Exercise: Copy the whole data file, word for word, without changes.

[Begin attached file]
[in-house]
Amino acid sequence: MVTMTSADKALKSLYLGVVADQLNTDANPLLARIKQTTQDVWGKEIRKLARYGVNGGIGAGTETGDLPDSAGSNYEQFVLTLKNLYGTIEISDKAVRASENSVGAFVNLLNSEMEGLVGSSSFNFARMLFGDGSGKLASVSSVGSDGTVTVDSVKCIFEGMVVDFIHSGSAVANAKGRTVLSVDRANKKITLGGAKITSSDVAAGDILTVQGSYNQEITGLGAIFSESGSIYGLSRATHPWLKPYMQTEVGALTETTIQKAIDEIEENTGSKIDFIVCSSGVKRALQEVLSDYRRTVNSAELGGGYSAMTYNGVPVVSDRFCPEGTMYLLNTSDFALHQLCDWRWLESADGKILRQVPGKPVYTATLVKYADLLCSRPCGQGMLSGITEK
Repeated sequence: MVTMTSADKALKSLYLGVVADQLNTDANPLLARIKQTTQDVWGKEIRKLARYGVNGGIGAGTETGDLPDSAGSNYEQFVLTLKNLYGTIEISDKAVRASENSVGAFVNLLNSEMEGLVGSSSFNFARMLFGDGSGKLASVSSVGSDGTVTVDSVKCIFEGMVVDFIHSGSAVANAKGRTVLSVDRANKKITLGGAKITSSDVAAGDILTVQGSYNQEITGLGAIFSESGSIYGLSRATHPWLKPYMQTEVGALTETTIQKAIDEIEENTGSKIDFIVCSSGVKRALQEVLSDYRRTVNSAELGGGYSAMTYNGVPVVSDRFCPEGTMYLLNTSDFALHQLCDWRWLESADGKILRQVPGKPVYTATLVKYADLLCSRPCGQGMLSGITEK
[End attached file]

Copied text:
[in-house]
Amino acid sequence: MVTMTSADKALKSLYLGVVADQLNTDANPLLARIKQTTQDVWGKEIRKLARYGVNGGIGAGTETGDLPDSAGSNYEQFVLTLKNLYGTIEISDKAVRASENSVGAFVNLLNSEMEGLVGSSSFNFARMLFGDGSGKLASVSSVGSDGTVTVDSVKCIFEGMVVDFIHSGSAVANAKGRTVLSVDRANKKITLGGAKITSSDVAAGDILTVQGSYNQEITGLGAIFSESGSIYGLSRATHPWLKPYMQTEVGALTETTIQKAIDEIEENTGSKIDFIVCSSGVKRALQEVLSDYRRTVNSAELGGGYSAMTYNGVPVVSDRFCPEGTMYLLNTSDFALHQLCDWRWLESADGKILRQVPGKPVYTATLVKYADLLCSRPCGQGMLSGITEK
Repeated sequence: MVTMTSADKALKSLYLGVVADQLNTDANPLLARIKQTTQDVWGKEIRKLARYGVNGGIGAGTETGDLPDSAGSNYEQFVLTLKNLYGTIEISDKAVRASENSVGAFVNLLNSEMEGLVGSSSFNFARMLFGDGSGKLASVSSVGSDGTVTVDSVKCIFEGMVVDFIHSGSAVANAKGRTVLSVDRANKKITLGGAKITSSDVAAGDILTVQGSYNQEITGLGAIFSESGSIYGLSRATHPWLKPYMQTEVGALTETTIQKAIDEIEENTGSKIDFIVCSSGVKRALQEVLSDYRRTVNSAELGGGYSAMTYNGVPVVSDRFCPEGTMYLLNTSDFALHQLCDWRWLESADGKILRQVPGKPVYTATLVKYADLLCSRPCGQGMLSGITEK